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bird of the genus Loxia, in the finchfinch,
common name for members of the Fringillidae, the largest family of birds (including over half the known species), found in most parts of the world except Australia.
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 family. Its bill, crossed at the tips, is specialized for pulling apart pine cones and picking out the seeds. Crossbills are found in the evergreen forests of the Northern Hemisphere, as far south as NW Africa and Guatemala. Two species occur in the United States. The red crossbill (L. curvirostra) is found in Europe and in N and central Asia as well as in North America. Males have orange to dull red plumage, with black wings. The white-winged crossbill (L. leucoptera) occurs in northern Russia and in North America; the male of this species is rosy red and both sexes are marked with white wing bars. Females of both species are olive-gray and yellow; they lay three to four pale green, brown-spotted eggs, in well-formed nests built in trees. Crossbills are not considered migratory, but they shift their breeding grounds erratically, probably in response to the availability of pine cones. Sometimes they suddenly appear in large numbers in areas where they were formerly rarely seen. They are classified in the phylum ChordataChordata
, phylum of animals having a notochord, or dorsal stiffening rod, as the chief internal skeletal support at some stage of their development. Most chordates are vertebrates (animals with backbones), but the phylum also includes some small marine invertebrate animals.
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, subphylum Vertebrata, class Aves, order Passeriformes, family Fringillidae.


any of various widely distributed finches of the genus Loxia, such as L. curvirostra, that occur in coniferous woods and have a bill with crossed mandible tips for feeding on conifer seeds
References in periodicals archive ?
We maintained the seven Red Crossbills (type 2 of Groth [1993]) used in the experiments at a low mass several days before and during the experiments by monitoring their diet of seeds of closed pine (P.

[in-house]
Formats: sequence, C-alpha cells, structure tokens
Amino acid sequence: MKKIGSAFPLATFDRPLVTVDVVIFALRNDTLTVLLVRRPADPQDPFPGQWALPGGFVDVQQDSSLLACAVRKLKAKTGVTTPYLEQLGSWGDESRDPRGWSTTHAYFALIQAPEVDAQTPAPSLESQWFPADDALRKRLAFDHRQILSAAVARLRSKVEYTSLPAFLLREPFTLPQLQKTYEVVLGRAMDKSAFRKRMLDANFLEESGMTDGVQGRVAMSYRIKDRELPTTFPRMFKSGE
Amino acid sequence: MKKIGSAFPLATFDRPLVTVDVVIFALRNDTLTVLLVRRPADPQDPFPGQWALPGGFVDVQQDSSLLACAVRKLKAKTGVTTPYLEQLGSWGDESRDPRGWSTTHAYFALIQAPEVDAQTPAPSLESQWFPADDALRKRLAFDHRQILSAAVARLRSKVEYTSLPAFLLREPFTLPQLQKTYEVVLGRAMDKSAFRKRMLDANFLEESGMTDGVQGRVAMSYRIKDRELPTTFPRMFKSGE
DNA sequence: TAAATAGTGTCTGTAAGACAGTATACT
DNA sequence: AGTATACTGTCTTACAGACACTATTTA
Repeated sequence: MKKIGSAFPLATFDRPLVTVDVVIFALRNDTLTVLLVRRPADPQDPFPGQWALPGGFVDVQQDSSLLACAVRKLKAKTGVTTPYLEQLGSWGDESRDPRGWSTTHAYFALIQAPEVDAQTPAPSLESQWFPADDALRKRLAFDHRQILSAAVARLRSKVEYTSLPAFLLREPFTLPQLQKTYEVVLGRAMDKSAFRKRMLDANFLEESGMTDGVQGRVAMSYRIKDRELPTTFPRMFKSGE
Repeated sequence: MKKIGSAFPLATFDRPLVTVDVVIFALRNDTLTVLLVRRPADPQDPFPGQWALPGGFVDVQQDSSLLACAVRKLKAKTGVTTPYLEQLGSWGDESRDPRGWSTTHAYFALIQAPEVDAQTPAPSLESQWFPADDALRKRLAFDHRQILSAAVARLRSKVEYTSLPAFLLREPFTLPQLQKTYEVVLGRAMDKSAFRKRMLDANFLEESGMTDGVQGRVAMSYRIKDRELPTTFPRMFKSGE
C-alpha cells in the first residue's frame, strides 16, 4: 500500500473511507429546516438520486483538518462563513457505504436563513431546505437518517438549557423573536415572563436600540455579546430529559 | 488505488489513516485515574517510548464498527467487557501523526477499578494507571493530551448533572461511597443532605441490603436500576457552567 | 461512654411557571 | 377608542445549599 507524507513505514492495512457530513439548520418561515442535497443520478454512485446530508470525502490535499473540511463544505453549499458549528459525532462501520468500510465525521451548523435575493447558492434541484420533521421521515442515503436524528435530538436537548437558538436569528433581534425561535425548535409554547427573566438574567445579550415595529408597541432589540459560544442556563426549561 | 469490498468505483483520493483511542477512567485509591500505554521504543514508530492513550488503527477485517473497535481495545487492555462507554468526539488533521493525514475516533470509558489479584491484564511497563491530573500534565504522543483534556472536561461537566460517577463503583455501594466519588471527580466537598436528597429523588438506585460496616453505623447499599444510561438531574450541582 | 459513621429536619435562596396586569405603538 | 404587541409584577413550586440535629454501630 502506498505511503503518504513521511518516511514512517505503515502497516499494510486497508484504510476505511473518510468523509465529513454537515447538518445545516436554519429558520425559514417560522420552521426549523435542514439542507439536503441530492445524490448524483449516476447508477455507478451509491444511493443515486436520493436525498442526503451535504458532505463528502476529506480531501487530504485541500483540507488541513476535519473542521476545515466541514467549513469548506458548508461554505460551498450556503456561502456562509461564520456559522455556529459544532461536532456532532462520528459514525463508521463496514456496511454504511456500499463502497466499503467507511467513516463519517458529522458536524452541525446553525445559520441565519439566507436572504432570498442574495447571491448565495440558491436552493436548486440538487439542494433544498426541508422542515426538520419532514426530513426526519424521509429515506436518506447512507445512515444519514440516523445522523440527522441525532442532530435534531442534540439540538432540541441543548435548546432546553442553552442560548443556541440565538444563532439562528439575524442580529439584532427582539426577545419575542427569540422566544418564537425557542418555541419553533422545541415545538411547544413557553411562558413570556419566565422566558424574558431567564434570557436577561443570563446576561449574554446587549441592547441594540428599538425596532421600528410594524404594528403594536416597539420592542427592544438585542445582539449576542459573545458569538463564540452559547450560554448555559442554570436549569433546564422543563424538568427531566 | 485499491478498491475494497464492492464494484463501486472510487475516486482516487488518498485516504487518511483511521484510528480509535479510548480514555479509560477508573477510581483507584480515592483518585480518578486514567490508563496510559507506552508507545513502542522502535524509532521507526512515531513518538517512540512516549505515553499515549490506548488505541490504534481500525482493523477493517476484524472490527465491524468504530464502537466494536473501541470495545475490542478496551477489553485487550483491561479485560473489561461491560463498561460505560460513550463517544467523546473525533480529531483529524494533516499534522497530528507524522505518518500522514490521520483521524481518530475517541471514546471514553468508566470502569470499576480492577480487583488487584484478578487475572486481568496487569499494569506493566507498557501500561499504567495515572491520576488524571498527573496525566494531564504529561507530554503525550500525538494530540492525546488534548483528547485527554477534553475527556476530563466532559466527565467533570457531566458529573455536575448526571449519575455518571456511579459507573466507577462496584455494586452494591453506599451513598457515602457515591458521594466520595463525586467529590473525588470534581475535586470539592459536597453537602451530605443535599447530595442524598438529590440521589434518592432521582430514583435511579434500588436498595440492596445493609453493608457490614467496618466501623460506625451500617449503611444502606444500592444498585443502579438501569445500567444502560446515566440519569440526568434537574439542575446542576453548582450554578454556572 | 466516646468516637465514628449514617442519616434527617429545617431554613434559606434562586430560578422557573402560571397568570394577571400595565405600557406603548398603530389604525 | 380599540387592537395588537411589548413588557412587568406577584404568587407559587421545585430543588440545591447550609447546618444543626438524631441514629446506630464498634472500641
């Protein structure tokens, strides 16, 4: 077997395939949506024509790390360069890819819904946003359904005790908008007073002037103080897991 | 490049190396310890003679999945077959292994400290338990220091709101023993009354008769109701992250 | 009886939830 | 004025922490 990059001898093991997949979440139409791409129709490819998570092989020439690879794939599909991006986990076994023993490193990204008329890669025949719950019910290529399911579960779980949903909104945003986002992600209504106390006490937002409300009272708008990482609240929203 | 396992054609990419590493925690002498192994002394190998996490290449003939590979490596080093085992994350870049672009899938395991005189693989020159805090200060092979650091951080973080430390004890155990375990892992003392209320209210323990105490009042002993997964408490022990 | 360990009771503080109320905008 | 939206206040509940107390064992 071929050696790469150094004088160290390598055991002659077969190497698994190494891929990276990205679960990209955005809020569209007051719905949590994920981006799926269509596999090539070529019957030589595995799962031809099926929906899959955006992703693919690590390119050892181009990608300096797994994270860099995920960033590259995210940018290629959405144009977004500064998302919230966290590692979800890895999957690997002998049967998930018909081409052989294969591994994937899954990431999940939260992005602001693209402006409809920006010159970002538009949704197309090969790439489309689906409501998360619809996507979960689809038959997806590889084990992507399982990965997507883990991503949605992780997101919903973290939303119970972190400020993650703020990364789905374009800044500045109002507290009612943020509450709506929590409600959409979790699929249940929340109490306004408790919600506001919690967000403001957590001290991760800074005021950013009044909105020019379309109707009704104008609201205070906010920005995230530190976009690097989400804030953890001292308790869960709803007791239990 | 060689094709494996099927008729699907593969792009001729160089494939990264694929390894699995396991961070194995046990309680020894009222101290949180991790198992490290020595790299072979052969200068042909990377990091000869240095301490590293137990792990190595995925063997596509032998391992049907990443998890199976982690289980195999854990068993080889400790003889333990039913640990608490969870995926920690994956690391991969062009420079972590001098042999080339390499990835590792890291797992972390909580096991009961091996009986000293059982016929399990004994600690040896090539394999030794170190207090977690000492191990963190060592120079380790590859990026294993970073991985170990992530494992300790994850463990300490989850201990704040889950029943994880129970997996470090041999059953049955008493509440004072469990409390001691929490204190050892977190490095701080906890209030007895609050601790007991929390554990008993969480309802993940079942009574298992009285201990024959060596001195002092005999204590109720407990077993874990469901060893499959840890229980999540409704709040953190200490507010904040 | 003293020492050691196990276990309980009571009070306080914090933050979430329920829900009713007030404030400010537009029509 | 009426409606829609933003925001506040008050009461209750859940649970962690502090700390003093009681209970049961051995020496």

This result supports the idea that there is a general relationship between relative feeding rate and bill depth for these morphologically similar red crossbill types.
Field estimates of fitness are difficult to obtain for nomadic species such as red crossbills.
Type 5 red crossbills forage on different species of conifers during different times of the year (Benkman 1993).
Six male and four female red crossbills (type 5) were captured on 18 and 19 September 1993 in a lodgepole pine-Engelmann spruce forest near Aspen, Colorado.
We used bill depth as a measure of bill size because it (1) is not subject to wear; (2) has the largest weighting on the first principal component of four bill measurements (Benkman 1993; also see Groth 1993); (3) should be proportional to the maximum force a crossbill can exert when biting between the cone scales (Benkman 1987b; also see Wiens 1989); and (4) is closely related to the ability of four different types of red crossbills, including type 5, to extract seeds from conifer cones (Benkman 1993).
27) for 30 type 5 red crossbills (includes 10 birds from this study and 20 measured in other studies) and the distribution of bill depths was not significantly different from a normal distribution (using the Shapiro-Wilk's statistic).
Integration of photoperiodic and food cues to time changes in reproductive physiology by an opportunistic breeder, the red crossbill, Loxia curvirostra (Aves: Carduelinae).
The races of red crossbill, Loxia curvirostra, in Arizona.
Notes on the breeding habits of the Red Crossbill in Okanagan Valley, British Columbia.
The influence of daylength on reproductive timing in the red crossbill.
Data from captive Red Crossbills Loxia curvirostra (Tordoff and Dawson 1965, Hahn 1995)and free-living White-winged Crossbills L.

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